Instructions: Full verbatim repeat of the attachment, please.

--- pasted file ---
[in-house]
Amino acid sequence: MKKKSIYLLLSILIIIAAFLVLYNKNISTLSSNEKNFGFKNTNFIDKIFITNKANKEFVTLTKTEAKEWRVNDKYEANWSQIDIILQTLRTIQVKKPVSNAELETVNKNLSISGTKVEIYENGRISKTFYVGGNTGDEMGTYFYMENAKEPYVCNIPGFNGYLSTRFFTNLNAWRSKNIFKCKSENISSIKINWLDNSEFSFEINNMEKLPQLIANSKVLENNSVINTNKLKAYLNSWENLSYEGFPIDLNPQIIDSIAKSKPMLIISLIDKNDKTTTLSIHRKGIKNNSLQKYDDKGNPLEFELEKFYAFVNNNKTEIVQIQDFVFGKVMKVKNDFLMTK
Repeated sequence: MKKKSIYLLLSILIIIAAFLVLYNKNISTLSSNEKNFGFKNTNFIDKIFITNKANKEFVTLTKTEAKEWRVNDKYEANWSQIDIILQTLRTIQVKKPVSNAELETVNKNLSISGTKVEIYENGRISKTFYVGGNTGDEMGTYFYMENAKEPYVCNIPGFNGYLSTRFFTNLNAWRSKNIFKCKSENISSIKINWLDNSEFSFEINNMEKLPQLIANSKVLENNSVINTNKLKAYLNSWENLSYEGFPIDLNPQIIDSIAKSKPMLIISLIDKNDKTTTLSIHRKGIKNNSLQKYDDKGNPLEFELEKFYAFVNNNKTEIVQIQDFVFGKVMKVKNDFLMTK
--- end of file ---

[in-house]
Amino acid sequence: MKKKSIYLLLSILIIIAAFLVLYNKNISTLSSNEKNFGFKNTNFIDKIFITNKANKEFVTLTKTEAKEWRVNDKYEANWSQIDIILQTLRTIQVKKPVSNAELETVNKNLSISGTKVEIYENGRISKTFYVGGNTGDEMGTYFYMENAKEPYVCNIPGFNGYLSTRFFTNLNAWRSKNIFKCKSENISSIKINWLDNSEFSFEINNMEKLPQLIANSKVLENNSVINTNKLKAYLNSWENLSYEGFPIDLNPQIIDSIAKSKPMLIISLIDKNDKTTTLSIHRKGIKNNSLQKYDDKGNPLEFELEKFYAFVNNNKTEIVQIQDFVFGKVMKVKNDFLMTK
Repeated sequence: MKKKSIYLLLSILIIIAAFLVLYNKNISTLSSNEKNFGFKNTNFIDKIFITNKANKEFVTLTKTEAKEWRVNDKYEANWSQIDIILQTLRTIQVKKPVSNAELETVNKNLSISGTKVEIYENGRISKTFYVGGNTGDEMGTYFYMENAKEPYVCNIPGFNGYLSTRFFTNLNAWRSKNIFKCKSENISSIKINWLDNSEFSFEINNMEKLPQLIANSKVLENNSVINTNKLKAYLNSWENLSYEGFPIDLNPQIIDSIAKSKPMLIISLIDKNDKTTTLSIHRKGIKNNSLQKYDDKGNPLEFELEKFYAFVNNNKTEIVQIQDFVFGKVMKVKNDFLMTK